The Sumifs function in Excel is a powerful tool that can help save time and make calculations more efficient. It is an advanced version of the Sumif function, which allows users to add the values of cells in a range that meet multiple criteria. This function can be especially helpful when you need to add the values of cells that meet certain criteria from multiple ranges. With the Sumifs function, you can quickly calculate sums for different sets of data without having to manually enter each individual criteria. In this blog post, we will discuss the Sumifs function in Excel, the syntax, how to set up the function, the different criteria and functions you can use, and some tips and tricks for implementing the Sumifs function in Excel.
The Excel SUMIFS Function
When to use the SUMIFS function
In essence, you need to use the SUMIFS function when adding a range of data in your spreadsheet using multiple criteria rather than just one. Its also beneficial to use the function when:
What is the SUMIFS function in Excel?
The SUMIFS function in Microsoft Excel adds all the cells you choose from a data range. The SUMIFS command, as opposed to the SUMIF function, enables you to sum ranges with more than one criteria. Because of this, using the function to quickly calculate multiple data values in an Excel worksheet is especially useful. Apply the syntax =SUMIFS(sum_range, criteria_range1, criteria1, [criteria_range(n), criteria(n)], to use the function. ), where:
How to use the SUMIFS function
The SUMIFS command and the subsequent steps can be used to assess your data in an Excel spreadsheet:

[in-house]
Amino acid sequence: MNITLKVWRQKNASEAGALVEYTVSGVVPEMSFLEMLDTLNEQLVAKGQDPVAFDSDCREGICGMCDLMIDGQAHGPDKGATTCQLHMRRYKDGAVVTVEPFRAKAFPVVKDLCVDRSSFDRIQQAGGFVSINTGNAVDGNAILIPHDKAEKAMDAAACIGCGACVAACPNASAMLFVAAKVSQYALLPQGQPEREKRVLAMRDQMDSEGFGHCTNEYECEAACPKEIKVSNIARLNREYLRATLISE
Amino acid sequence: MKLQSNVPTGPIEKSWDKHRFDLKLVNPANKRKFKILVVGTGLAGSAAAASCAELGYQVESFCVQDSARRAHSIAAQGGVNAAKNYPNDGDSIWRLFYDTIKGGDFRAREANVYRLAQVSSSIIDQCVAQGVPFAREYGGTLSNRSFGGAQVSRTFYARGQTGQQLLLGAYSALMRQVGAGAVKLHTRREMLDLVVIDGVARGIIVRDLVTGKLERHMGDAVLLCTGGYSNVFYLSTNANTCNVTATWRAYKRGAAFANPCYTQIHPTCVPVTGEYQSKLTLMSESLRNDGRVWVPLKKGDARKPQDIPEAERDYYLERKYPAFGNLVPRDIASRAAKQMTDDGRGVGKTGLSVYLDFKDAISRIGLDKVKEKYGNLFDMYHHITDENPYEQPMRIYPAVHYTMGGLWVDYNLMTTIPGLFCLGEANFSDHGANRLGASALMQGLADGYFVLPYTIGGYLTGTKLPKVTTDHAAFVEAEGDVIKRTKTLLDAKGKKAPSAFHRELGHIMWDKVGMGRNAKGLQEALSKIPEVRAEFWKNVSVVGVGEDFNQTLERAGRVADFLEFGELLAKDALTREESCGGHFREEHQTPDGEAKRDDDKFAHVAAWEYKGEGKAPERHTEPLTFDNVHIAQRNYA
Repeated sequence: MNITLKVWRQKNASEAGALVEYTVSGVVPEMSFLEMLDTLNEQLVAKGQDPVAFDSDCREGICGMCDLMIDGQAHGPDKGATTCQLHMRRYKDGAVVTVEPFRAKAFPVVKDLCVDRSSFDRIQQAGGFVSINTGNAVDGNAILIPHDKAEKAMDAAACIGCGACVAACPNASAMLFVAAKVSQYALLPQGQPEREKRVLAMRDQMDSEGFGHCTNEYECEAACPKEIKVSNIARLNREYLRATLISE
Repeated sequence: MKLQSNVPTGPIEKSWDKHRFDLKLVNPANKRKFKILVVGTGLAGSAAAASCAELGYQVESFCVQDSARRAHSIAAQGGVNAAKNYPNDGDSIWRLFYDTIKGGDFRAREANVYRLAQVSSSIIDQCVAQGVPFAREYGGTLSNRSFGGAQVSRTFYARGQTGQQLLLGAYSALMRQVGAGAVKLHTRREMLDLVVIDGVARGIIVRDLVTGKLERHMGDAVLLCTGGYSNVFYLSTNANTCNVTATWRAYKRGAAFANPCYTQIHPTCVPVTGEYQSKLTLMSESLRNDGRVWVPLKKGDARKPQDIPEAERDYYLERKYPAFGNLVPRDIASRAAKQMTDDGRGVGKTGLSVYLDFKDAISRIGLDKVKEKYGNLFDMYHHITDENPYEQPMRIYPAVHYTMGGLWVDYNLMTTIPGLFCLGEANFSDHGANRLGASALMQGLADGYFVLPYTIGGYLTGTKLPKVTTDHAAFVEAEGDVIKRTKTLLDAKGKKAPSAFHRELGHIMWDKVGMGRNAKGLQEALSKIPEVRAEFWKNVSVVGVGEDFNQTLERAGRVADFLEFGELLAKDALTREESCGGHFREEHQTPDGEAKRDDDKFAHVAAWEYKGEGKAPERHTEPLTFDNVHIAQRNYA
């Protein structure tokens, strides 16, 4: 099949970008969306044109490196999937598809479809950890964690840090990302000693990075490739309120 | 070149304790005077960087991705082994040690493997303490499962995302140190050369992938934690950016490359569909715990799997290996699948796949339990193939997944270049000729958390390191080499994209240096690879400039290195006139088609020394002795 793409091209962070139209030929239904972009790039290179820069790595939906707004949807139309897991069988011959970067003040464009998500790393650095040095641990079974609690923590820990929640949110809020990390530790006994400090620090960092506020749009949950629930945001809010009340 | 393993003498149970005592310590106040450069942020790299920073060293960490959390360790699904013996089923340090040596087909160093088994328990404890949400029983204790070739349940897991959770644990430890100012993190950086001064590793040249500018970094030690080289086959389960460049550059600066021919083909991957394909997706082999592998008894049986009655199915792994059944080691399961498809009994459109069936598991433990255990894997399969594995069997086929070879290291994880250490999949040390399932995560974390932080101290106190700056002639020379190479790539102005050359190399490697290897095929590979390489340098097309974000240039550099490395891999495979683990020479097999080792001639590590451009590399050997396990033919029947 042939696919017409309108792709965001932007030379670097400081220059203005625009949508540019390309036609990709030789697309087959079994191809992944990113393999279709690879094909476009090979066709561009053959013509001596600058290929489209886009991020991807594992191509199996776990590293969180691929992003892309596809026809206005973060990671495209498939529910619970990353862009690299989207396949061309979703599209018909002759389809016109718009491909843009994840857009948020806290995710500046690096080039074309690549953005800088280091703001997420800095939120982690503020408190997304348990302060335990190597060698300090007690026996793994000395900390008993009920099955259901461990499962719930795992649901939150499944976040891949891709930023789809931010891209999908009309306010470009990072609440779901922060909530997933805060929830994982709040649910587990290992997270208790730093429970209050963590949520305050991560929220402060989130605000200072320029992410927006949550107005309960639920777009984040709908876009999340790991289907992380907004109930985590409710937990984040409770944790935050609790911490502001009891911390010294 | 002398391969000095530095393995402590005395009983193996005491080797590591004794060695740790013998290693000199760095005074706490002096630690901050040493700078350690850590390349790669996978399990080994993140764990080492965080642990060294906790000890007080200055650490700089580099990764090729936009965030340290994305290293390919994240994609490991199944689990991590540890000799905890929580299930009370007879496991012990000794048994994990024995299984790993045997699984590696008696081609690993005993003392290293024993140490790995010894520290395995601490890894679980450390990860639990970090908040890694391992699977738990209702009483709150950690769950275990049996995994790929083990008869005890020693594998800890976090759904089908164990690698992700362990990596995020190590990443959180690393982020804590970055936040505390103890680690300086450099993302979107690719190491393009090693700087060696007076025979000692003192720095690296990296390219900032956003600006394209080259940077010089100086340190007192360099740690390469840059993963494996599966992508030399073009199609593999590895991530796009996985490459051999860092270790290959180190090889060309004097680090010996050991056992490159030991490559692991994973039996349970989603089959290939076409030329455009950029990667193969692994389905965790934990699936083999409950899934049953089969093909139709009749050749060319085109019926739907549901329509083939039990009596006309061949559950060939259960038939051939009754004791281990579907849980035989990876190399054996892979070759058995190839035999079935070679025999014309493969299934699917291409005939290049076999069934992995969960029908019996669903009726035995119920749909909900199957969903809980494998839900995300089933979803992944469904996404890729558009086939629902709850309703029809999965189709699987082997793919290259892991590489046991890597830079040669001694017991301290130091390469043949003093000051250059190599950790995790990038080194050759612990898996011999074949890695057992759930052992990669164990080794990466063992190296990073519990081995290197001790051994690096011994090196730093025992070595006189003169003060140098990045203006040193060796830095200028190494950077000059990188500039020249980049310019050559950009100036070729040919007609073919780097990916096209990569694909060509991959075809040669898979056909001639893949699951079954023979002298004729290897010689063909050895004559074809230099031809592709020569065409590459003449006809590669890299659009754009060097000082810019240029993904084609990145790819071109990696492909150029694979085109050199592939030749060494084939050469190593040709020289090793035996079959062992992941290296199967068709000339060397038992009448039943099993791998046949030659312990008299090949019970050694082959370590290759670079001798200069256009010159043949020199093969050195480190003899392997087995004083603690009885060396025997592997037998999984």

1. Enter and arrange the data
Import and organize your data in a new worksheet. Utilize columns to order your data groups based on the data you are analyzing. For instance, a column for the asset type, value, and date of realization could be used by an accountant to analyze the current assets of a business. Columns A, B, and C in this example would contain the business data that the accountant assesses.
2. Determine the cell ranges
If you’re adding data from multiple data ranges, make a note of the formula’s cell signifiers. For instance, the two cell ranges would include both columns if a sales manager wanted to compare the total sales revenue for one period against the total revenue for another period. The manager specifies the cell ranges for columns A and B as (A2:A35;B2:B35) in the syntax.
3. Identify the corresponding criteria
Apply the criteria to each set of data you are summing. There are corresponding criteria that you set for measuring each cell range and condition for each cell range. The first range-criteria set is required for the SUMIFS function to support up to 127 pairs of criteria and ranges. Consider setting criteria for the total annual investment returns over the first five years of a 10-year investment at 4% and at 4%, respectively. 5% for the second half.